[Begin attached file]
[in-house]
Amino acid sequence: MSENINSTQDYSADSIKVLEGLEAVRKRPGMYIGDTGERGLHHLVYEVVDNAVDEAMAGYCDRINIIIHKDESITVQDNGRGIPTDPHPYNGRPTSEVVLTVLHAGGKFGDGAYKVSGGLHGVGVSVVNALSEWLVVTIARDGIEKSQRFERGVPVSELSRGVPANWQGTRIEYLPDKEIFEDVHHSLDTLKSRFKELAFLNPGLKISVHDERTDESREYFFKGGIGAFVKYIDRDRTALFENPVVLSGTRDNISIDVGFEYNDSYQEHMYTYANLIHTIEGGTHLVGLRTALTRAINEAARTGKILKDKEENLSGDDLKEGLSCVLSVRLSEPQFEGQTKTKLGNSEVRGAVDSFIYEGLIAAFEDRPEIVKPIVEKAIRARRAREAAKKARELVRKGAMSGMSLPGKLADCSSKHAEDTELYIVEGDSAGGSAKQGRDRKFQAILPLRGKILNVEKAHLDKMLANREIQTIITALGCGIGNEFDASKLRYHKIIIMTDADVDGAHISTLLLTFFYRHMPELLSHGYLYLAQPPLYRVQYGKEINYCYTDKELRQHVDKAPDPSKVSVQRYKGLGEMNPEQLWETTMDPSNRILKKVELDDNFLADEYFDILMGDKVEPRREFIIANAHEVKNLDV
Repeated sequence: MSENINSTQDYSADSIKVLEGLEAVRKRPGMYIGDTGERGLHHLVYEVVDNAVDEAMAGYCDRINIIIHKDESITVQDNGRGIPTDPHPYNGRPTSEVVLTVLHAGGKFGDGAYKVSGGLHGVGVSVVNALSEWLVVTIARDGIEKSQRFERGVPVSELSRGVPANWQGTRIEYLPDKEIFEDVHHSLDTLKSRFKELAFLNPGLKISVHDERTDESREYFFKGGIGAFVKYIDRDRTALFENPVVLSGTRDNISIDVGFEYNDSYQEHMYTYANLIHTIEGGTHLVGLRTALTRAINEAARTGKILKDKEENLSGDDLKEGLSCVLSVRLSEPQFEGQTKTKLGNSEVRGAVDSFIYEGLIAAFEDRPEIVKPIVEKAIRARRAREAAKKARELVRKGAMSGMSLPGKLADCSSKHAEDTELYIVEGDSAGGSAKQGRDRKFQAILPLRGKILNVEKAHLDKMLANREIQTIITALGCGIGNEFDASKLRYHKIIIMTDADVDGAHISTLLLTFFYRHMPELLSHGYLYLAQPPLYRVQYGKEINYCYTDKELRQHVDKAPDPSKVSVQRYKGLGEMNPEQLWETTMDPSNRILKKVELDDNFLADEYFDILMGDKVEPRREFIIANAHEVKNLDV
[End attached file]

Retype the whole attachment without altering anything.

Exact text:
[in-house]
Amino acid sequence: MSENINSTQDYSADSIKVLEGLEAVRKRPGMYIGDTGERGLHHLVYEVVDNAVDEAMAGYCDRINIIIHKDESITVQDNGRGIPTDPHPYNGRPTSEVVLTVLHAGGKFGDGAYKVSGGLHGVGVSVVNALSEWLVVTIARDGIEKSQRFERGVPVSELSRGVPANWQGTRIEYLPDKEIFEDVHHSLDTLKSRFKELAFLNPGLKISVHDERTDESREYFFKGGIGAFVKYIDRDRTALFENPVVLSGTRDNISIDVGFEYNDSYQEHMYTYANLIHTIEGGTHLVGLRTALTRAINEAARTGKILKDKEENLSGDDLKEGLSCVLSVRLSEPQFEGQTKTKLGNSEVRGAVDSFIYEGLIAAFEDRPEIVKPIVEKAIRARRAREAAKKARELVRKGAMSGMSLPGKLADCSSKHAEDTELYIVEGDSAGGSAKQGRDRKFQAILPLRGKILNVEKAHLDKMLANREIQTIITALGCGIGNEFDASKLRYHKIIIMTDADVDGAHISTLLLTFFYRHMPELLSHGYLYLAQPPLYRVQYGKEINYCYTDKELRQHVDKAPDPSKVSVQRYKGLGEMNPEQLWETTMDPSNRILKKVELDDNFLADEYFDILMGDKVEPRREFIIANAHEVKNLDV
Repeated sequence: MSENINSTQDYSADSIKVLEGLEAVRKRPGMYIGDTGERGLHHLVYEVVDNAVDEAMAGYCDRINIIIHKDESITVQDNGRGIPTDPHPYNGRPTSEVVLTVLHAGGKFGDGAYKVSGGLHGVGVSVVNALSEWLVVTIARDGIEKSQRFERGVPVSELSRGVPANWQGTRIEYLPDKEIFEDVHHSLDTLKSRFKELAFLNPGLKISVHDERTDESREYFFKGGIGAFVKYIDRDRTALFENPVVLSGTRDNISIDVGFEYNDSYQEHMYTYANLIHTIEGGTHLVGLRTALTRAINEAARTGKILKDKEENLSGDDLKEGLSCVLSVRLSEPQFEGQTKTKLGNSEVRGAVDSFIYEGLIAAFEDRPEIVKPIVEKAIRARRAREAAKKARELVRKGAMSGMSLPGKLADCSSKHAEDTELYIVEGDSAGGSAKQGRDRKFQAILPLRGKILNVEKAHLDKMLANREIQTIITALGCGIGNEFDASKLRYHKIIIMTDADVDGAHISTLLLTFFYRHMPELLSHGYLYLAQPPLYRVQYGKEINYCYTDKELRQHVDKAPDPSKVSVQRYKGLGEMNPEQLWETTMDPSNRILKKVELDDNFLADEYFDILMGDKVEPRREFIIANAHEVKNLDV